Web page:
In the final analysis, students who are both gifted and learning disabled must learn how to be their own advocates. They must ultimately choose careers that will accentuate their strengths. In doing so they will meet others who think, feel, and create as they do.
One such student, after years of feeling different and struggling to succeed, was finally able to make appropriate decisions about what he truly needed in his life. He was an outstanding amateur photographer who loved music. He had also started several "businesses" during his teenage years. In his junior year at college he became depressed and realized that he was totally dissatisfied with his coursework, peers, and instructors. He wondered whether he should quit school. After all, he was barely earning C's in his courses. His advisor suggested that he might like to create his own major, perhaps in the business of art. That was the turning point in this young man's life. For the first time since primary grades, he began to earn A's in his courses. He related that he finally felt worthwhile. "You know," he said, "finally I'm with people who think like me and have my interests and values. I am found!"
Baum, S. (1984). Meeting the needs of learning disabled gifted children. Roeper Review, 7, 16-19.
Baum, S. (1988). An enrichment program for gifted learning disabled students. Gifted Child Quarterly, 32, 226- 230.
Baum, S. & Owen, S. (1988). High Ability/Learning Disabled Students: How are they different? Gifted Child Quarterly, 32, 321-326.
Fox, L. H., Brody, L. & Tobin, D. (Eds.) (1983). Learning disabled gifted children: Identification and programming. Baltimore, MD: Allyn & Bacon.
Gardner, H. (1983). Frames of mind: The theory of multiple intelligences. New York, NY: Basic Books, Inc.
Maslow, A. (1962). Toward a psychology of being. Princeton, NJ: Van Nostrum.
Renzulli, J. (1978). What makes giftedness: Reexamining a definition. Phi Delta Kappan, 60, 180-184.
Whitmore, J. (1980). Giftedness, conflict, and underachievement. Boston, MA: Allyn and Bacon.
Whitmore, J. & Maker, J. (1985). Intellectual giftedness among disabled persons. Rockville, MD: Aspen Press.
Webbing and Mind-Mapping
Large, C. (1987). The clustering approach to better essay writing. Monroe, NY: Trillium Press.
Rico, G. L. (1983). Writing the natural way. Los Angeles, CA: J. P. Tarcher.
Visualization Techniques to Improve Memory
Bagley, M. T. Using Imagery to Develop Memory.
Armstrong, T. (1987). In their own way: Discovering and encouraging your child's personal learning style. Los Angeles, CA: J.P. Tarcher. Distributed by St. Martin's Press. A former teacher and learning disabilities specialist describes learning differences and provides suggestions.
Cannon, T., & Cordell, A. (1985, November). Gifted kids can't always spell. Academic Therapy, 21, 143-152. Briefly discusses characteristics of the gifted learning disabled child, possible patterns on tests, and strategies for instruction.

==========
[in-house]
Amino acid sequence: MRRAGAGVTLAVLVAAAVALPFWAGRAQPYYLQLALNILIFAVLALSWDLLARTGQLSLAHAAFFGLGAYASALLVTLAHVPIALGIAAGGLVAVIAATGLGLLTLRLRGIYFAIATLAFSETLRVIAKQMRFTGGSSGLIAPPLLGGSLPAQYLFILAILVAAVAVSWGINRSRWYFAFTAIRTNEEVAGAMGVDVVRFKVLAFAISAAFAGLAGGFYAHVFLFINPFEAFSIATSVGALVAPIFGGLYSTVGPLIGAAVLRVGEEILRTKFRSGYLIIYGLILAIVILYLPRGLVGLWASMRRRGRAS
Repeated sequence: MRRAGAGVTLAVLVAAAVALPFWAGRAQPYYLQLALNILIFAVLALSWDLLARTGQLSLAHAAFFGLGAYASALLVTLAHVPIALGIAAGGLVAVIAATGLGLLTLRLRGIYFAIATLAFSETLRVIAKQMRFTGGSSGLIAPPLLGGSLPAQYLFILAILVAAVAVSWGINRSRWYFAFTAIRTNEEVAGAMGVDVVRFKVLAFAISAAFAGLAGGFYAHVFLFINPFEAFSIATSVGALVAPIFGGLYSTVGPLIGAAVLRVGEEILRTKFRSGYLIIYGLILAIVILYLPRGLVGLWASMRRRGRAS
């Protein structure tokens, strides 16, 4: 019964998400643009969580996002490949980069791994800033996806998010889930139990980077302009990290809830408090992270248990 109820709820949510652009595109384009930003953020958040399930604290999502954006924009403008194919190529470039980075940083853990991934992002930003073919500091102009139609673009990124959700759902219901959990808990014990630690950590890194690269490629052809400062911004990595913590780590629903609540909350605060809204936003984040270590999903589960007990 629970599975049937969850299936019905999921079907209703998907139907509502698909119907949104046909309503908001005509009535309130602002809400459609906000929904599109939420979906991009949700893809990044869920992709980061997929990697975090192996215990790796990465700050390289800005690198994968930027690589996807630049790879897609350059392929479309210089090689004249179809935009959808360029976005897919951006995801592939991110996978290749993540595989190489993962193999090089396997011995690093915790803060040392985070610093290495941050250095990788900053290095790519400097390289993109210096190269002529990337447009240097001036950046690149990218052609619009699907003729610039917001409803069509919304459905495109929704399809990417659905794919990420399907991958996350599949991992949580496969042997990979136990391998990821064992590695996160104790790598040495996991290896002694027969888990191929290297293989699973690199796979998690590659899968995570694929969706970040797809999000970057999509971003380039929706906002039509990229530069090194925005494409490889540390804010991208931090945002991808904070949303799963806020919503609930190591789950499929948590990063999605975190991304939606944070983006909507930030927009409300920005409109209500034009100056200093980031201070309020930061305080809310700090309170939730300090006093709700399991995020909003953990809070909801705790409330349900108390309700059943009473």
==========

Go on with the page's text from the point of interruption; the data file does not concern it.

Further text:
Daniels, P. (1983). Teaching the gifted/learning disabled child. Rockville, MD: Aspen. Designed for educators and often technical.
Fox, L., Brody, L., & Tobin, D. (Eds.). (1983). Learning disabled gifted children: Identification and programming. Austin, TX: ProEd. The most comprehensive study available, containing a variety of experts' opinions.
Getting learning disabled students ready for college (n.d.). Washington, DC: American Council on Education, HEATH Resources Center. A useful fact sheet and checklist.
How to choose a college: Guide for the student with a disability (n.d.). Washington, DC: American Council on Education, HEATH Resources Center.
Prihoda, J., Bieber, T., Kay, C., Kerkstra, P., & Ratclif, J. (Eds.). (1989). Community colleges and students with disabilities. Washington, DC: American Council on Education, HEATH Resources Center. Lists services and programs for disabled students at more than 650 U.S. community, technical, and junior colleges.
Rosner, S. (1985, May/June). Special twice: Guidelines for developing programs for gifted children with specific learning disabilities. G/C/T, 38, 55-58. A very basic overview.
Scheiber, B., & Talpers, J. (1987). Unlocking potential. Bethesda, MD: Adler and Adler. Offers advice on everything from diagnosis and vocational assessments to specific college programs designed to accommodate students with learning disabilities and provide them with study skills.
Silve, L. (1984). The misunderstood child: A guide for parents of learning disabled children. New York, NY: McGraw-Hill. An easy-to-read basic and informative book with a focus on children with learning disabilities, yet relevant to children who are gifted and learning disabled.
Vail, P. (1987). Smart kids with school problems. New York, NY: E.P. Dutton. Emphasizes the traits of gifted students and the learning styles that set students who are gifted and learning disabled apart.
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ERIC Clearinghouse on Disabilities and Gifted Education